Medical students learn using horses.
First year medical students at the University of Arizona Medical Center are getting a lesson in patient interaction by working with horses.
The students are taught how to approach a horse so that it doesn’t get frightened, so they can then look at vital signs or give the horse an inoculation.
This type of hands on training is designed to give the students more sensitivity when it comes to approaching human patients.
Because the horses can’t speak, they react physically to the mannerisms of the person coming towards them.
One student said: “I'm studying books instead of focusing on patient care and so this was just one class that I could do as an elective to try and better learn how to interact with animals and learn how to use my body language to interact with patients.”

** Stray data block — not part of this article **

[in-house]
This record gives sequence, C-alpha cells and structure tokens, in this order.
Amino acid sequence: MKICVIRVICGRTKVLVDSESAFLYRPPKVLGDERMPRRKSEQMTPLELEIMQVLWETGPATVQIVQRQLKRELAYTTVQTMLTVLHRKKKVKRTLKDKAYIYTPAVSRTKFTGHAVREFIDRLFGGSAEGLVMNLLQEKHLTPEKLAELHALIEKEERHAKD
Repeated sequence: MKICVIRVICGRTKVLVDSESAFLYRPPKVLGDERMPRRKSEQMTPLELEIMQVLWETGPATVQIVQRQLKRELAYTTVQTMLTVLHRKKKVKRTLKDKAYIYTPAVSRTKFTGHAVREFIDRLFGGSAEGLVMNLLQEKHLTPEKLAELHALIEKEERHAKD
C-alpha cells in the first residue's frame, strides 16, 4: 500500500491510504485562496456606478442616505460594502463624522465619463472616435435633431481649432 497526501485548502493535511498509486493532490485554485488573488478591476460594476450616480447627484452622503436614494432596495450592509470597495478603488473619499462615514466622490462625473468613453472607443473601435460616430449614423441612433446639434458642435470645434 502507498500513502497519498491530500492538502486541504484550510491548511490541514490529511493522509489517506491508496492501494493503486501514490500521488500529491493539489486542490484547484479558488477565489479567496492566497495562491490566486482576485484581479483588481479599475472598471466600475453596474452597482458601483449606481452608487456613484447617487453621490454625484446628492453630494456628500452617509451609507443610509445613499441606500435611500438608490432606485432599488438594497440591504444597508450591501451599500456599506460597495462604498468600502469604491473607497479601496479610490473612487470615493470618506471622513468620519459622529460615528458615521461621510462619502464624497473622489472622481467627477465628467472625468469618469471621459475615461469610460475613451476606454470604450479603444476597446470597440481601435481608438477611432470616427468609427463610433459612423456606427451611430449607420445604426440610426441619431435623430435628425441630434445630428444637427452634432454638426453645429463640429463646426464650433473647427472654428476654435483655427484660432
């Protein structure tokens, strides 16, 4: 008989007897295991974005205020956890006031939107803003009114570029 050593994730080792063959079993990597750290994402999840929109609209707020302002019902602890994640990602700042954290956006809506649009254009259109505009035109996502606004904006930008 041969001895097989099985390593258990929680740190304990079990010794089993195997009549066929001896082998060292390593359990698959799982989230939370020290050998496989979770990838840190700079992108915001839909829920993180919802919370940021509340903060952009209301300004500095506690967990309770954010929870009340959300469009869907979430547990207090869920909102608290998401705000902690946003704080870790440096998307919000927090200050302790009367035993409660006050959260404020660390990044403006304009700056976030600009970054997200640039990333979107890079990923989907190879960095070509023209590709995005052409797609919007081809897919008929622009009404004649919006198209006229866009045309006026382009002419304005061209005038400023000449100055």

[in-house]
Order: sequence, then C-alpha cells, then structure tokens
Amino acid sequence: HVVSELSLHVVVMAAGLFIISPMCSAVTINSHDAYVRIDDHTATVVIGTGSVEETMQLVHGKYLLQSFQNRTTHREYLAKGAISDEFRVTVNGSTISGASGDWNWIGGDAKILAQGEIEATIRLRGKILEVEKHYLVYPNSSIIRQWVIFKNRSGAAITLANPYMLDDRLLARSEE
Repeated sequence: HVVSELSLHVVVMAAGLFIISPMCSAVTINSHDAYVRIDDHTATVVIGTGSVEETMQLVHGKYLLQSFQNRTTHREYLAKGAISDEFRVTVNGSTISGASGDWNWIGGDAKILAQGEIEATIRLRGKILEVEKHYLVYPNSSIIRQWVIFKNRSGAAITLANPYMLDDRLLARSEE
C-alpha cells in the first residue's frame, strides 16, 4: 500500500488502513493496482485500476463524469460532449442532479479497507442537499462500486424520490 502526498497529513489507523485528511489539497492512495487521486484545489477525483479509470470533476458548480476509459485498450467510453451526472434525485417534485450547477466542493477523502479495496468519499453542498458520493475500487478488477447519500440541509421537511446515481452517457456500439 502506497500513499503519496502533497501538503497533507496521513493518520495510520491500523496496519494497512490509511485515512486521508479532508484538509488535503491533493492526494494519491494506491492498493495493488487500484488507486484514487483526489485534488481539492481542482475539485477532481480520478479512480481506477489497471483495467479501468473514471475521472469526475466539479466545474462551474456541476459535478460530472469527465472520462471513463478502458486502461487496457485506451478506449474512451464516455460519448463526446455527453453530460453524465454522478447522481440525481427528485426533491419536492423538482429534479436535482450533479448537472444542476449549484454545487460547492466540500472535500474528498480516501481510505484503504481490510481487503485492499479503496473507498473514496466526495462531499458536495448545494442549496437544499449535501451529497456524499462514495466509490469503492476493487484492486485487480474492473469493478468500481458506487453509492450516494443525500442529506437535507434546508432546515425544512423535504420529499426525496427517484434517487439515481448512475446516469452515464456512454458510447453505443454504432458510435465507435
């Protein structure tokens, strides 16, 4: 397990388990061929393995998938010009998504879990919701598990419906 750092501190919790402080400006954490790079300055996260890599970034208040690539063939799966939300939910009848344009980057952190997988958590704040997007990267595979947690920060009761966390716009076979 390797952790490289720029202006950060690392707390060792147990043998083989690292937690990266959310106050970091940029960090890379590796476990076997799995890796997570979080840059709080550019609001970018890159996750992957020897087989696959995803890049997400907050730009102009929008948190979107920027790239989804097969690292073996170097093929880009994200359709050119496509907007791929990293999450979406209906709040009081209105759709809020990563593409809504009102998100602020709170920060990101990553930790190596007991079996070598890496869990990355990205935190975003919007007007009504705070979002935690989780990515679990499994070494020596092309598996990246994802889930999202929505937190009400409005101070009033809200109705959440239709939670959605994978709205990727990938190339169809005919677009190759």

Stanford University has also offered a Medicine and Horsemanship class since 2006.
Taught by equine doctors how to do a physical examination of a horse, students are given an opportunity to work with the horses and gain their trust by using physical body language cues.